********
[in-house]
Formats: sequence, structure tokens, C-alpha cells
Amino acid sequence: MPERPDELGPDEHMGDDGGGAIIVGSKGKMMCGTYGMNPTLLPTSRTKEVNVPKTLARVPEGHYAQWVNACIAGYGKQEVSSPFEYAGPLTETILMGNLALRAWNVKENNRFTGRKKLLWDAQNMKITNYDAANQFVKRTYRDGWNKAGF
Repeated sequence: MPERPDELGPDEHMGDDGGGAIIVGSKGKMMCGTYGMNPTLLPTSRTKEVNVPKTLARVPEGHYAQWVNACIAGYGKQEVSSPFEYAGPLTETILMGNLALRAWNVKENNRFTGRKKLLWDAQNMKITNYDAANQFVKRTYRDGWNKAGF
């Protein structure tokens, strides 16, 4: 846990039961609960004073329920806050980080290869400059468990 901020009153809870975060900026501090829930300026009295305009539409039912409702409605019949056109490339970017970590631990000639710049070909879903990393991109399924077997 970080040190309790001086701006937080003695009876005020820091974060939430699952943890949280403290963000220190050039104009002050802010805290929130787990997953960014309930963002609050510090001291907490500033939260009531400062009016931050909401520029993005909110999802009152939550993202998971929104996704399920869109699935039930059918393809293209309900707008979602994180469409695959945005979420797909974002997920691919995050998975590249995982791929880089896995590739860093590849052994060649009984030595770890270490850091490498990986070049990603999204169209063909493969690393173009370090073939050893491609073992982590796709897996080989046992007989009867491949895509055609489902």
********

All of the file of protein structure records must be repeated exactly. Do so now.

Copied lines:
[in-house]
Formats: sequence, structure tokens, C-alpha cells
Amino acid sequence: MPERPDELGPDEHMGDDGGGAIIVGSKGKMMCGTYGMNPTLLPTSRTKEVNVPKTLARVPEGHYAQWVNACIAGYGKQEVSSPFEYAGPLTETILMGNLALRAWNVKENNRFTGRKKLLWDAQNMKITNYDAANQFVKRTYRDGWNKAGF
Repeated sequence: MPERPDELGPDEHMGDDGGGAIIVGSKGKMMCGTYGMNPTLLPTSRTKEVNVPKTLARVPEGHYAQWVNACIAGYGKQEVSSPFEYAGPLTETILMGNLALRAWNVKENNRFTGRKKLLWDAQNMKITNYDAANQFVKRTYRDGWNKAGF
């Protein structure tokens, strides 16, 4: 846990039961609960004073329920806050980080290869400059468990 901020009153809870975060900026501090829930300026009295305009539409039912409702409605019949056109490339970017970590631990000639710049070909879903990393991109399924077997 970080040190309790001086701006937080003695009876005020820091974060939430699952943890949280403290963000220190050039104009002050802010805290929130787990997953960014309930963002609050510090001291907490500033939260009531400062009016931050909401520029993005909110999802009152939550993202998971929104996704399920869109699935039930059918393809293209309900707008979602994180469409695959945005979420797909974002997920691919995050998975590249995982791929880089896995590739860093590849052994060649009984030595770890270490850091490498990986070049990603999204169209063909493969690393173009370090073939050893491609073992982590796709897996080989046992007989009867491949895509055609489902």